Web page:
I'm from Michigan originally, and I will testify that Ohioans are a special sort of stupid.

Woo! Preach it, brotha!

hilzoy: Assuming the worst case scenario, I think you have to think long and hard about voting for someone who is nominated unfairly. For one, it only gives candidates the incentive to disrespect the rules in the future. The only way to keep candidates respecting the framework of the nominating process if HRC, were she to win unfairly, would be to repudiate her totally.

So that she, her party, and her supporters and all who follow in the great march know full well that there is nothing to be gained whatsoever for treating the rules like toilet paper.

And, by the way, does anybody honestly think she has a prayer of winning in November if there is a stink at the convention? Consider the Red Brain. The Red Brain already thinks the Clintons are a threat to the Constitution. It always has. Turning the Democratic Party into the Politburo would actually lend credence to the most paranoid thinking about the Clintons!

If there's a perception that she stole the nomination somehow, she may lose 50 states.

Jes, remember Toricelli? The Democratic party was losing, so they went to court to swap candidates long after the deadline for ballot changes?

As a somewhat off-topic anecdote: I lived in New Jersey when Toricelli first ran for Senate, in what was widely considered the dirtiest national campaign in the country. Here's the thing that I don't think gets appreciated enough: we all knew what a crook he was. We all knew what a scheming, conniving, corrupt sumbitch he was. We didn't vote for him because we liked him; we voted for him because the Republican was worse.

[And even worse? It wasn't even close. Toricelli was hands-down the better of the two candidates, God rest our New Jerseyan-by-proxy souls...]

OT, but this isn't good, for Spitzer, at least.

One aspect of this that I don't think is getting enough attention: the African-American vote, and the perceptions of those voters. If Obama goes into the convention with more pledged delegates, but Clinton wins on superdelegates, AA's are going to feel their worst suspicions (which led them to be reluctant to support Obama) have been confirmed: the opposition to an AA President is so strong that the party elders were willing to game the system, i.e. "the man" will never allow an AA to become President. You can talk to them all you want about how this is legitimate, but I highly doubt many of them will believe it. The most likely result would be that they'll stay home in droves, which could really hurt Dem chances.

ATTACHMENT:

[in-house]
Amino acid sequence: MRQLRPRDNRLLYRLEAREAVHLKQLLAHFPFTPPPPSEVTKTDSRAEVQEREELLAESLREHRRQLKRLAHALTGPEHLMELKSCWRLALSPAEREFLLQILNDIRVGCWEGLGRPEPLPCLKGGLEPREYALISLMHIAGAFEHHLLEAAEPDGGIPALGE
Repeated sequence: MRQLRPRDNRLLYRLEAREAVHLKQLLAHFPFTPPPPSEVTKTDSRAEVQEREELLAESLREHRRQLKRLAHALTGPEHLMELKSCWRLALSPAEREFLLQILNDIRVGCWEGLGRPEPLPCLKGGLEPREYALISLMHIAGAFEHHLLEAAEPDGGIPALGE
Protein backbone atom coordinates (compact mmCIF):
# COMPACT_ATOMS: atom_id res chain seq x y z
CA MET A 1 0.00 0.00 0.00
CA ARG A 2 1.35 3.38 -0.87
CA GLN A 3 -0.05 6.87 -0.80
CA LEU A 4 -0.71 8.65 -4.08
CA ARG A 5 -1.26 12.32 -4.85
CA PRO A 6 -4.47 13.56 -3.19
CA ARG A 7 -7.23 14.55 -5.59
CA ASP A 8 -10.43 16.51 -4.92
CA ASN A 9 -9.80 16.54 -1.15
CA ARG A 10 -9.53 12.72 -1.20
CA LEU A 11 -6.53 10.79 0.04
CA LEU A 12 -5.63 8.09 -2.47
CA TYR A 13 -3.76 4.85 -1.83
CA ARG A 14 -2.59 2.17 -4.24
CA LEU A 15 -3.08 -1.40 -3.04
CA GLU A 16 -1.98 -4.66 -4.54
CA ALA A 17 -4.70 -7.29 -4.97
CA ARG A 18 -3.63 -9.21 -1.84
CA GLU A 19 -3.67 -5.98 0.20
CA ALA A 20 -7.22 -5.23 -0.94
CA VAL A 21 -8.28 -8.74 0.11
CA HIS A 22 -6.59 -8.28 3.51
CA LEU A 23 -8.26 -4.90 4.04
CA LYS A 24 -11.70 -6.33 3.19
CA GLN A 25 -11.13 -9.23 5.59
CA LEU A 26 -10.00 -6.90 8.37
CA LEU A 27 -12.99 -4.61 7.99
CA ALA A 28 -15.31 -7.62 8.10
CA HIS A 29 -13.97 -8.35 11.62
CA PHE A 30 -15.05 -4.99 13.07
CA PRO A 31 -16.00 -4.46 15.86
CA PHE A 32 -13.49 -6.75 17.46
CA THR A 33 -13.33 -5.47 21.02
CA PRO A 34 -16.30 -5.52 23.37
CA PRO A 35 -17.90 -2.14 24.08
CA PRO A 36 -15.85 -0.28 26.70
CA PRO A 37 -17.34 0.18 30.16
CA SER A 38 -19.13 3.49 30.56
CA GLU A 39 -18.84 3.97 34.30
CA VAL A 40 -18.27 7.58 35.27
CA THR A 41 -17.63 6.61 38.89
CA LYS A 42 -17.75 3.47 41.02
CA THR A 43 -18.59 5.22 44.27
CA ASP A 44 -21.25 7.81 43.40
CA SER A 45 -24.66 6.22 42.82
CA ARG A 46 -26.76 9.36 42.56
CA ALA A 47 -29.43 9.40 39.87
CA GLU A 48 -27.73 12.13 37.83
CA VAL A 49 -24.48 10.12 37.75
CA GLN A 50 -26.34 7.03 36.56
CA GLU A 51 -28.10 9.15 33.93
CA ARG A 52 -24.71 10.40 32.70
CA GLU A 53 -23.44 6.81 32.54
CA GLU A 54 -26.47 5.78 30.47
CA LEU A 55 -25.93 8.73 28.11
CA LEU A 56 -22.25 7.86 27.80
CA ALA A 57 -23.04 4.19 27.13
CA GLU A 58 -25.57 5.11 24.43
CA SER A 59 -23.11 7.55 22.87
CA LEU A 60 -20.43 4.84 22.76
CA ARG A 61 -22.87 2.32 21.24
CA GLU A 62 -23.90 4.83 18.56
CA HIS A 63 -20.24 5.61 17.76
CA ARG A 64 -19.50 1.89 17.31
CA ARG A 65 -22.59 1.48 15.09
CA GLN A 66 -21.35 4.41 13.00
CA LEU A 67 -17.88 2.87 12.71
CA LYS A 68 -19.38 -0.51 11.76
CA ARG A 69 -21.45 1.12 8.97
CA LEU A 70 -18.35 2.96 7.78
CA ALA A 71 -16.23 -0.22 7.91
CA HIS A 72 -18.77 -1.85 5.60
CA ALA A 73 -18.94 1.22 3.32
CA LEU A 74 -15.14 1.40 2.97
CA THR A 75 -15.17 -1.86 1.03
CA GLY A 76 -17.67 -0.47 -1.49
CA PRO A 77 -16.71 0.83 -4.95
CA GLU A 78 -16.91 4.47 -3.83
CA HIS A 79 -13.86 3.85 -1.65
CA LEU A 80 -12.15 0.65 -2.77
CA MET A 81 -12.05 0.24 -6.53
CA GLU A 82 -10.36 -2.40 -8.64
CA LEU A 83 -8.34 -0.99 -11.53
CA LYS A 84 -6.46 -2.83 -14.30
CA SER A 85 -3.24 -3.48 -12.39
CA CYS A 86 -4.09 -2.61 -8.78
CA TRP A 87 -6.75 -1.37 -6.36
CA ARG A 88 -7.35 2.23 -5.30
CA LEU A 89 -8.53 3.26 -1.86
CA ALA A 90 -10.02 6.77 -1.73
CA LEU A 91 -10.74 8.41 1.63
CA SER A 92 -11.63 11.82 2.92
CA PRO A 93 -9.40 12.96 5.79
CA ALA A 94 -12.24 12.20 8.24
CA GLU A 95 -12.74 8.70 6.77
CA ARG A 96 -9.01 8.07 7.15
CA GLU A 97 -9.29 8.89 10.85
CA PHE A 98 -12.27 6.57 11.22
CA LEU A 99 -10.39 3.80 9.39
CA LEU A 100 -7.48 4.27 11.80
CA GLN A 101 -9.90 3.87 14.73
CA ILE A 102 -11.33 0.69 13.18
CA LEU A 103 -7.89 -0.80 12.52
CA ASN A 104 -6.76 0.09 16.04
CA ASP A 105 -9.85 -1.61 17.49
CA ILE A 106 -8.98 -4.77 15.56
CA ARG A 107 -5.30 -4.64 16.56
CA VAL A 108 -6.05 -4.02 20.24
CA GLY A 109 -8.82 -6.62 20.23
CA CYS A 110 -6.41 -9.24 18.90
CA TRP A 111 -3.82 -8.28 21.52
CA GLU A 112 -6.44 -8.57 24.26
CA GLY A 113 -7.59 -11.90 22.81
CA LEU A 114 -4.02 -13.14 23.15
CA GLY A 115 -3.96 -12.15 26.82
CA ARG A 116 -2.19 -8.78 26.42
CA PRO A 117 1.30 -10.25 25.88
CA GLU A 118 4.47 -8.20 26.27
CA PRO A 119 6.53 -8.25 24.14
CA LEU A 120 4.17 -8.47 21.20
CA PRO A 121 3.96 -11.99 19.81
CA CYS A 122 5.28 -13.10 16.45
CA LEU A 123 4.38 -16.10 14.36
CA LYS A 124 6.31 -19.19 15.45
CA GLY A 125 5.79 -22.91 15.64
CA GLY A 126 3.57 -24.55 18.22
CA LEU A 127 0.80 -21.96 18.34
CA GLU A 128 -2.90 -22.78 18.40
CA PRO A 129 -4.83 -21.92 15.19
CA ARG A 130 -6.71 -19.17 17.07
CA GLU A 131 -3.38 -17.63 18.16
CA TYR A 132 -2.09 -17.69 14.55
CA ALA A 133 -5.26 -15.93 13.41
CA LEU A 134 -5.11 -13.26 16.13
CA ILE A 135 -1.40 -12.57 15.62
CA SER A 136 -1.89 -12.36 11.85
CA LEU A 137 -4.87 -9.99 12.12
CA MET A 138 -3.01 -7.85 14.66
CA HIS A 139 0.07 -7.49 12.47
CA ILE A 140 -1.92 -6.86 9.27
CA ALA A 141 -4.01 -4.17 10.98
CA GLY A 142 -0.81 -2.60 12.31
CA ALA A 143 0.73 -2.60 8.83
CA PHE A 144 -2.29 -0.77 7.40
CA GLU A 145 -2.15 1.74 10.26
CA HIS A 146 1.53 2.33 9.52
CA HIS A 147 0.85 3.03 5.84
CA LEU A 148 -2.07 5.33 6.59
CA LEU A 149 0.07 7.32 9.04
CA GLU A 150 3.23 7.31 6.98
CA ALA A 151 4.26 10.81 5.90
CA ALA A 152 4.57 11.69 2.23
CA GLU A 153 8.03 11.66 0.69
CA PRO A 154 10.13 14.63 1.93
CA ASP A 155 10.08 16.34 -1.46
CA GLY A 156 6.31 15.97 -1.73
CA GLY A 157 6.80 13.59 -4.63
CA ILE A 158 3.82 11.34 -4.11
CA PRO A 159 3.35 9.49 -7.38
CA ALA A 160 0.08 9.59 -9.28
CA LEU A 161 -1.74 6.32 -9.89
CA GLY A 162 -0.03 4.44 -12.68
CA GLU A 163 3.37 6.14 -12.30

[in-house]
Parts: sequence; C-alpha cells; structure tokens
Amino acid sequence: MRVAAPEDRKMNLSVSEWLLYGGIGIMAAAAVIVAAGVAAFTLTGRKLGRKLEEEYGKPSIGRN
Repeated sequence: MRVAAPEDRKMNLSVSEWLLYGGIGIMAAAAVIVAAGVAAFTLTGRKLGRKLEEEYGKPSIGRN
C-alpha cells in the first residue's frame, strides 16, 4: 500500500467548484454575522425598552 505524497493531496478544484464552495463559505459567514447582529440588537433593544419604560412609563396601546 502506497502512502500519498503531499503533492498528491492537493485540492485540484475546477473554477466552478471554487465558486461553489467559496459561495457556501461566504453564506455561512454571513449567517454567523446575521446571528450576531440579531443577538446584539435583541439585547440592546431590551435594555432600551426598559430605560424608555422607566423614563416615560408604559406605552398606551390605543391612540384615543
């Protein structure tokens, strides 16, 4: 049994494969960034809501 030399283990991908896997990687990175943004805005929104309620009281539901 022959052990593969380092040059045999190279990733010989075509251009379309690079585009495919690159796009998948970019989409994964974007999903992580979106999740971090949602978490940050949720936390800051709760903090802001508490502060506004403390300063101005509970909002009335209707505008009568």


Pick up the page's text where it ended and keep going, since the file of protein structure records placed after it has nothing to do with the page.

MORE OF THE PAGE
I wonder if Spitzer will be the only one.

beckya57: If the Clintons somehow steal the nomination from the first really viable African American candidate, they'll secure their spot in the history of racial infamy.

Quite an ironic place to end up for two reform-minded 60s liberals. It has the storyline arc of Dorian Grey.

If they have a revote, that's cool. It's up to the candidates to do the best they can to win as many pledged delegates as possible under caucuses, mail-in vote, whatever the state and national party agree to. It's not up to the candidates to present a "disinterested" take on the situation that benefits them, unless that take is "we need to stick by the rules we had going in." Disenfranchising everyone who believed them about votes not counting isn't fair; it's also tactically suicidal for 2012. If Clinton pulls out mammoth landslides in a re-vote and manages to pull ahead in pledged delegates I'll ackowledge her as the winner. (I won't vote for her, but I won't try to vote out of office every one of her superdelegates.)

Cleek (re Spitzer) and ral (racial infamy):

Note to self:

Resume shooting self.

No, wait, Spitzer endorsed Clinton.

Lucky the safety was on.

Obama needs to go after this. If the cuffs of his trousers get a little muddy, he can change later.

No matter what happens, this election is going to be an awful thing to behold.


Can't reporters write more clearly?

"Gov. Eliot Spitzer has informed his most senior administration officials that he had been involved in a prostitution ring, an administration official said this morning.

Mr. Spitzer, who was huddled with his top aides inside his Fifth Avenue apartment early this afternoon, had hours earlier abruptly canceled his scheduled public events for the day. He had scheduled an announcement for 2:15 this afternoon after inquiries from the Times. But his appearance was delayed by at least 45 minutes.

Mr. Spitzer, a first-term Democrat who pledged to bring ethics reform and end the often seamy ways of Albany, is married with three children.

Just last week, federal prosecutors arrested four people in connection with an expensive prostitution operation. Administration officials would not say that this was the ring with which the governor had become involved.

But a person with knowledge of the governor’s role said that the person believes the governor is one of the men identified as clients in court papers.